150 yards, especially when the primer and percussion cap were combined with a saboted jacketed large-caliber pistol bullet. Now
Remington has gone beyond that to create the ultimate in muzzleloaders.

Remington’s Director of Product Management for rifles, John Fink, has been hunting with the Model 700® Ultimate
Muzzleloader® a good bit and has so far taken almost a dozen whitetail from his treestand in North Carolina, including eight, nine,
and 11 pointers, all of them clean one-shot kills, some as far out as one-hundred-eightyyards. A hundred-eighty is, though, just
scratching the surface for the Ultimate Muzzleloader®.

Along with deer, Fink has taken coyote and groundhogs, where things get truly interesting, because some of those
“hogs” have been at ranges out to 300 yards. This is what you might expect to get out of a centerfire rifle, but is unheard of in
muzzleloaders.

On the Remington rifle everything goes back to the ignition system. Not only is it built on the the time-tested
Remington® Bolt Action Model 700® bolt and receiver, but it incorporates a patented “Ultimate Muzzleloader Ignition

ADER

®

Continued on page 33

31

CONSUMER PROMOTION
A P R I L

2 0 1 4

PROMOTION DATES: MAY 1 - AUGUST 31, 2014. MUST BE POSTMARKED BY SEPTEMBER 27, 2014.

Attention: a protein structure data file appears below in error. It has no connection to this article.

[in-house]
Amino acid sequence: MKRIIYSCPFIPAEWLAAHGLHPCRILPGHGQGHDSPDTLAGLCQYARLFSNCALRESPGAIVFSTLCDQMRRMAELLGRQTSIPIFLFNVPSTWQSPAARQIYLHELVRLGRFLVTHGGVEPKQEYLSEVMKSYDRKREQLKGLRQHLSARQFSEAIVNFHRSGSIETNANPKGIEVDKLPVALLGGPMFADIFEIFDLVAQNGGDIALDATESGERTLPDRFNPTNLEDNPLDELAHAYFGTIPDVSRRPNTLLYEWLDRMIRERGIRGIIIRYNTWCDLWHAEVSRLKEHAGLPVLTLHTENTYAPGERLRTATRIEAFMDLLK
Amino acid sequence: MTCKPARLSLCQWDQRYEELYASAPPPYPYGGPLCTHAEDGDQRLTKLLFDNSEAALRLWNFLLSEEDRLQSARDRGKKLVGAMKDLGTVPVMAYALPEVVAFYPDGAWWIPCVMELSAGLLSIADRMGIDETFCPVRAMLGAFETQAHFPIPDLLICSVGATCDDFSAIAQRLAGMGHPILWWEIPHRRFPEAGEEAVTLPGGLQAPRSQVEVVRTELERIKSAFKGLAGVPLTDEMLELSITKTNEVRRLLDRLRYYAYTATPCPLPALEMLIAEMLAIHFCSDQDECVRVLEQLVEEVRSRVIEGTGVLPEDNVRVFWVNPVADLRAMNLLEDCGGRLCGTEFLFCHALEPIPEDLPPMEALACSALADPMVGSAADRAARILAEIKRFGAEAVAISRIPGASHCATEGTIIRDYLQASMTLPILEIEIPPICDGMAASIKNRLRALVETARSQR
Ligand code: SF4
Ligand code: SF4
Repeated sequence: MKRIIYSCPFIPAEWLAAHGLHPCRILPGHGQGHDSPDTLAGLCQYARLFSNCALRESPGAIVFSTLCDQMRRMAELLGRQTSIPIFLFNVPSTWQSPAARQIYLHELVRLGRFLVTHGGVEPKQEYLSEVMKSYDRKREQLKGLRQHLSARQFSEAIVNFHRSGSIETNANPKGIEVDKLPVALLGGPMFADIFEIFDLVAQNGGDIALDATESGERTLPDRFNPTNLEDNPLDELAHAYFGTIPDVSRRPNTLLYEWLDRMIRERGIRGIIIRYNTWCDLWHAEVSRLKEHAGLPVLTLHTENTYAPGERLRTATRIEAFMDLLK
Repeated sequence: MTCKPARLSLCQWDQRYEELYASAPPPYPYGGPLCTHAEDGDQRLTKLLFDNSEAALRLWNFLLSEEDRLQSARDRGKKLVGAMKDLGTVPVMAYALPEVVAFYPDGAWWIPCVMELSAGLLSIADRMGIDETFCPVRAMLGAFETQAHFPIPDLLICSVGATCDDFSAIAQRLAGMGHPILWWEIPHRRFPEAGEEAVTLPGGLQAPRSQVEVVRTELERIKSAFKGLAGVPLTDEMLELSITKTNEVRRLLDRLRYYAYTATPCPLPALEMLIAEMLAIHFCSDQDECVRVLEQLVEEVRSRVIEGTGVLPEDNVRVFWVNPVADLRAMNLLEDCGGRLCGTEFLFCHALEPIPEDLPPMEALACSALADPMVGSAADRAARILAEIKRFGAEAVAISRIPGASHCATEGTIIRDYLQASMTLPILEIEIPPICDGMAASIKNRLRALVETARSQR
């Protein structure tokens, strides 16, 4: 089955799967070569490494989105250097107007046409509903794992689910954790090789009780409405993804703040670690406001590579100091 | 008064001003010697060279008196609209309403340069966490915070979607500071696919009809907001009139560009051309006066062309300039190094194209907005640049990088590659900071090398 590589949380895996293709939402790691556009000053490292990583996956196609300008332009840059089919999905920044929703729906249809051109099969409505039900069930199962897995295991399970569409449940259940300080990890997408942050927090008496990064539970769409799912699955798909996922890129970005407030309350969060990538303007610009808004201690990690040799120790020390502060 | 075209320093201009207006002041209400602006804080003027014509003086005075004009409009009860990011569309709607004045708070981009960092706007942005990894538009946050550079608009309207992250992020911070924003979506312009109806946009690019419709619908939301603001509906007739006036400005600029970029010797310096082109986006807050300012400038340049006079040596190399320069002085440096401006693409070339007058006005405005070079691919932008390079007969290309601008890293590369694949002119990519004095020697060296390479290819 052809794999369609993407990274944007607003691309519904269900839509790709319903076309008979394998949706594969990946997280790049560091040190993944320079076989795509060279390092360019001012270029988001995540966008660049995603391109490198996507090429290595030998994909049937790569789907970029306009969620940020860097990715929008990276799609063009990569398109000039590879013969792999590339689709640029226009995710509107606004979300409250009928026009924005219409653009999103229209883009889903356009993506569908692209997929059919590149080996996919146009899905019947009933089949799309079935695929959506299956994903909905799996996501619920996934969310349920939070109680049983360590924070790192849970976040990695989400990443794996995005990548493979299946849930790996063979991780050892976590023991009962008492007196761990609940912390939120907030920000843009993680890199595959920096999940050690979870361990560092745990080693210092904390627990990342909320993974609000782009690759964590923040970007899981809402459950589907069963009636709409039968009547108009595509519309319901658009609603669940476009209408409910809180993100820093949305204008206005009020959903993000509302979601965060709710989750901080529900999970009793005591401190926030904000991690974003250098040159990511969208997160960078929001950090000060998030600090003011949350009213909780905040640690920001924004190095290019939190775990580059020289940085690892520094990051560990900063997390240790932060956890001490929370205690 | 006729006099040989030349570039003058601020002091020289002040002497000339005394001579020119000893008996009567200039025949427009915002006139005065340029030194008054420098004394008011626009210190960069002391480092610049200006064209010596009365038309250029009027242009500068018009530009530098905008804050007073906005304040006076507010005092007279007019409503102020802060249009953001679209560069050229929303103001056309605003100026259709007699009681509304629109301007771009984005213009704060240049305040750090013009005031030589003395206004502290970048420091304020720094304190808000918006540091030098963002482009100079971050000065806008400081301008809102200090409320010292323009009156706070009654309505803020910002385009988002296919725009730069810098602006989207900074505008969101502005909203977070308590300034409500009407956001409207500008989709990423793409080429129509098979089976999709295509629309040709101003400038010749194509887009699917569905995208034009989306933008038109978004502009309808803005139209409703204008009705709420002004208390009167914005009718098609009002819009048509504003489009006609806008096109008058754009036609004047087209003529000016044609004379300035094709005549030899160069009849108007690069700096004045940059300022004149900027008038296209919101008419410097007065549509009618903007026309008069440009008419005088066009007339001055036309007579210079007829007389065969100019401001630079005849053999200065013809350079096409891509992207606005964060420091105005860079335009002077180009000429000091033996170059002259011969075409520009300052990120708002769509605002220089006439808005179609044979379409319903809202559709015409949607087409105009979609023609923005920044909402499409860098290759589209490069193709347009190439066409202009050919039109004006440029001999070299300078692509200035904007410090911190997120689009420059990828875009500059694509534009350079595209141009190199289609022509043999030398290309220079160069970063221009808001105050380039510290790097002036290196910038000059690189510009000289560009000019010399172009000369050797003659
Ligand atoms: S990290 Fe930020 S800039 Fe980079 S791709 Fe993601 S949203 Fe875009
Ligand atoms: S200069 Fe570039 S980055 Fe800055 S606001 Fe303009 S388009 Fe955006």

PURCHASE ANY

BUSHMASTER 223 / 5.56 MODERN SPORTING RIFLE
Revised BFI Logo 04/2013

®

100 ROUNDS

RECEIVE
(2 BOXES OF 50 RDS)
®
®
OF REMINGTON UMC 223 AMMUNITION BACK BY MAIL
THE FOLLOWING STATES ARE INELIGIBLE TO RECEIVE AMMUNITION: AK, CA, CT, D.C., IL, HI, MA, NY, NJ.
CUSTOMER ENTRIES FROM THESE STATES WILL RECEIVE $50.00 CASH BACK BY MAIL.

BONUS OFFER
RECEIVE A 25% DISCOUNT FOR
SHOPREMINGTONCOUNTRY.COM
RAMAC 23966

CUSTOMER WILL PAY $5.00 SHIPPING & HANDLING FEE FOR AMMUNITION. SEE OFFICIAL ENTRY FORM FOR DETAILS.
PROMOTION: 55800

BUSHMASTER.COM/PROMOTIONS

Eligible consumers must pay $5.00 shipping/handling fee via check or money order. Do NOT send cash. Residents of California, Connecticut, District of Columbia, Illinois, Massachusetts, New York, New Jersey, Hawaii
and Alaska are not eligible for ammunition offer. Residents of these states will receive $50.00 back by mail. 25% discount expires 12/31/15. This Promotion is open only to residents of the United States age 21 or
older who are legally able to purchase ammunition in their state or locale. Proof of age required. Void where prohibited. Promotion valid on new (not previously owned) Bushmaster® 223/5.56 Modern Sporting Rifle
purchases made 5/1/14 – 8/31/14. Must be postmarked by 9/27/14. Complete the Redemption Form available at your local retailer or online at www.bushmaster.com/promotions and submit all required information.
Continued on page 20
Allow 10 - 12 weeks for processing. Offer void where prohibited, taxed or restricted by law. This offer is valid for end-users only. Offer limited to product in stock during time of promotion. No rain checks. For complete
terms and conditions, please see the Redemption Form available at your local participating retailer or online at www.bushmaster.com.
©2014 Bushmaster Firearms, International

32

A P R I L

2 0 1 4

System”. This utilizes a brass case primed with a Remington No. 9½ large magnum rifle primer. The case fits completely over a
chamfered nozzle in the breechplug, seating the primer above a funnel into the powder charge. With the primer and brass case
locked under the face of the bolt action, a gas-tight seal is made to send, when the trigger is